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Palestinian protests continue as Abbas pledges to snub US vice president's visit

Palestinian President Mahmoud Abbas says he will not meet with US Vice President Mike Pence when he visits the Middle East this month
Supporters of the Popular Front for the Liberation of Palestine hold a placard with US Donald Trump's face during a demonstration in Gaza (Hind Khoudary)

Demonstrations against the US recognising Jerusalem as Israel's capital have continued to rock Gaza and the West Bank, as Palestinian President Mahmoud Abbas announced he will not visit US Vice President Mike Pence during his forthcoming trip to the region.

Abbas said that the US had crossed a "red line" over the decision by President Donald Trump on Wednesday to move the US embassy to Jerusalem from Tel Aviv, an aide said on Saturday.

"There will be no meeting with the vice president of America in Palestine," diplomatic adviser Majdi al-Khaldi told AFP. 

"The United States has crossed all the red lines with the Jerusalem decision," he added.

The White House warned on Thursday that cancelling the meeting planned for later this month in the West Bank would be "counterproductive," but Abbas has been under heavy domestic pressure to shun Pence following Trump's recognition of Jerusalem as Israel's capital.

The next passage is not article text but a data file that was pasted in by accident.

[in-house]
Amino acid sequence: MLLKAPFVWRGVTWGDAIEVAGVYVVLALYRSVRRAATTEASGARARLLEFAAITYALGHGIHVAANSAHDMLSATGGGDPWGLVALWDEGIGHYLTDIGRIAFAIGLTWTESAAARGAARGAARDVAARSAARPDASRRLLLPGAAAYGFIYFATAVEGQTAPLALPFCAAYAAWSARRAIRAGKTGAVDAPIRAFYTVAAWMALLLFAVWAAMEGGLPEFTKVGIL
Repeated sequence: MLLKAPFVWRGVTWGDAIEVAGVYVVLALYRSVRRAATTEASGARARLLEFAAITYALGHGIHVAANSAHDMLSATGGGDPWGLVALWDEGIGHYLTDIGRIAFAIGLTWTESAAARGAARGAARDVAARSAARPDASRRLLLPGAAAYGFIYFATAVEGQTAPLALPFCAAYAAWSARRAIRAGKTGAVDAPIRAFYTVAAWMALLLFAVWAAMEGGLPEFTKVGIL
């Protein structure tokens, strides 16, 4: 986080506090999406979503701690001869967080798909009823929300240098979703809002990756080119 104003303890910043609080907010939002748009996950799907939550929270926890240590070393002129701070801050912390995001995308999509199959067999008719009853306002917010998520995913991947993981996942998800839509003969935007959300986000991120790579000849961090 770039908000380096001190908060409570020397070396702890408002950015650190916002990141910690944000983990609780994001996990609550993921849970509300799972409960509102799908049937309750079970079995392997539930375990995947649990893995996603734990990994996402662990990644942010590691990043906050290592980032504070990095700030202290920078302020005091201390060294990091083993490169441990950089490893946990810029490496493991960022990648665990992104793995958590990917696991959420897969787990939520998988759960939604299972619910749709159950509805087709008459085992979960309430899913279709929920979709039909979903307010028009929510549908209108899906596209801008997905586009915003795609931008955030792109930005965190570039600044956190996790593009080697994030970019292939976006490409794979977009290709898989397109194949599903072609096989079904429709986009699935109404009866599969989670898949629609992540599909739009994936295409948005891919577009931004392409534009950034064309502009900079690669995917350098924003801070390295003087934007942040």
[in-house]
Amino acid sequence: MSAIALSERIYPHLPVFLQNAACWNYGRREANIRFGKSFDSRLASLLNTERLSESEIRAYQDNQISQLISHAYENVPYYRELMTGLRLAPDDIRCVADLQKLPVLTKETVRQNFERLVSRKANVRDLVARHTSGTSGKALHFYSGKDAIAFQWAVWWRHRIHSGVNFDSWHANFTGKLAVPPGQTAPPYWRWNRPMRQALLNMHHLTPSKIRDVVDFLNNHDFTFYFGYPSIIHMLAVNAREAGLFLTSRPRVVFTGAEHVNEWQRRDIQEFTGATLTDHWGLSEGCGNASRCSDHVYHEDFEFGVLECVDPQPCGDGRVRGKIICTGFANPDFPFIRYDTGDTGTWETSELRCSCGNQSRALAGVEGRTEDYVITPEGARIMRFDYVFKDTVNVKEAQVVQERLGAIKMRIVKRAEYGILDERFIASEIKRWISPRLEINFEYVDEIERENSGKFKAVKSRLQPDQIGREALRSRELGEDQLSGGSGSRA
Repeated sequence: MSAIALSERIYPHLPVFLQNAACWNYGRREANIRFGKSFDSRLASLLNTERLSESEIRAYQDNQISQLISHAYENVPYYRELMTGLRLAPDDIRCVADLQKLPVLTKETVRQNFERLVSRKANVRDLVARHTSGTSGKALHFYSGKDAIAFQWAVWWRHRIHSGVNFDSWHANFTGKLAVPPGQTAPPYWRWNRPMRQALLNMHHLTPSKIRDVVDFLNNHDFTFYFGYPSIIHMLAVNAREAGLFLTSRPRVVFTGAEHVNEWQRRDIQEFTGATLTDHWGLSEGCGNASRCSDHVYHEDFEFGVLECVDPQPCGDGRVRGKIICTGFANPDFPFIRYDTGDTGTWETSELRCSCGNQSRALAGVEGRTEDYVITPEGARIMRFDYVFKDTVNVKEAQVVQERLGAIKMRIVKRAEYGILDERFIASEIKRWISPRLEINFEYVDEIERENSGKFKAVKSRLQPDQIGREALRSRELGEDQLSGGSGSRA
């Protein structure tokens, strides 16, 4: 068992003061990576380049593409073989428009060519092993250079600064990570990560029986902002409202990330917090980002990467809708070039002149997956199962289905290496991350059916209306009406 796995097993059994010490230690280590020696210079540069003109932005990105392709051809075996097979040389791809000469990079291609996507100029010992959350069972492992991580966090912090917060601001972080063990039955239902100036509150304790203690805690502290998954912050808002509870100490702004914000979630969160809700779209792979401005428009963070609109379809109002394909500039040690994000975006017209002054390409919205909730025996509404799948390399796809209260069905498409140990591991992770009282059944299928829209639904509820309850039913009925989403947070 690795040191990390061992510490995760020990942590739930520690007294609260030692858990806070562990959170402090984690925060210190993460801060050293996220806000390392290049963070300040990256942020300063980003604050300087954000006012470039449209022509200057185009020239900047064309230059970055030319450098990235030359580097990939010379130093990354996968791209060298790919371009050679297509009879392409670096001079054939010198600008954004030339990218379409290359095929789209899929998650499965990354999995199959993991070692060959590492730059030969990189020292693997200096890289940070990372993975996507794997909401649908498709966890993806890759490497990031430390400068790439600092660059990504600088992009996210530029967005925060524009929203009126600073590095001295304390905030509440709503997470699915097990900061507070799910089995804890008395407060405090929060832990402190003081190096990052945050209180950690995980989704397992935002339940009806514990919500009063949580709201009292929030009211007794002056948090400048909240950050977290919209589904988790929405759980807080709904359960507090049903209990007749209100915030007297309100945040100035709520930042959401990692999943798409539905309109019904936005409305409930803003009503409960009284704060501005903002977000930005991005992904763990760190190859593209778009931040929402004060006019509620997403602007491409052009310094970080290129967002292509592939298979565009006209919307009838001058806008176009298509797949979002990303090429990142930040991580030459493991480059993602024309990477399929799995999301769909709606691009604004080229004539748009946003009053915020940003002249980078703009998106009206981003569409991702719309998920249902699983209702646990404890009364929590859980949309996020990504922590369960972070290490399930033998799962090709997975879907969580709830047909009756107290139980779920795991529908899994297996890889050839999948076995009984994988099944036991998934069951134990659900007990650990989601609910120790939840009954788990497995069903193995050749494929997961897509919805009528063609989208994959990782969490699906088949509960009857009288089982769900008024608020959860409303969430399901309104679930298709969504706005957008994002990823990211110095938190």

Jibril Rajoub, a senior member of Abbas's Fatah party, told AFP the same day that Pence was "not welcome in Palestine".

Pence is expected to visit Israel and the Palestinian territories sometime before Christmas.

Supporters of the PFLP carry a placard showing Saudi Crown Prince Mohammed bin Salman (Hind Khoudary)

Protests continue

In the West Bank city of Bethlehem, hundreds of Palestinians took to the streets of Bethlehem on Saturday morning.

Israeli forces shot large quantities of tear gas towards the crowd continuously throughout the day on the Jerusalem-Hebron road, with dozens suffering from excessive tear-gas inhalation. Scores of tear-gas canisters littered the street where demonstrations have taken place for the past three days. 

A Middle East Eye reporter on the scene witnessed two demonstrators being taken away by ambulances for treatment, and at least one instance of rubber-coated bullets being shot towards some protesters early in the morning. 

A Palestinian Red Crescent Society spokesperson told MEE that 12 people had been injured by tear gas and rubber-coated steel bullets in Bethlehem by mid-afternoon. Meanwhile, protesters, the majority of them young boys and men, erected a barricade blocking the road and threw stones in the direction of an army base north of Bethlehem.

In East Jerusalem about 60 people demonstrated near the walled Old City, where paramilitary border police and officers on horseback tried to disperse the crowd with tear gas.

On Friday, thousands of Palestinians took to the streets in protest and two Palestinians were killed in clashes with Israeli troops on the Gaza border. Scores more were wounded there and in the West Bank.

Across the Arab and Muslim worlds, thousands more protesters had gathered to express solidarity.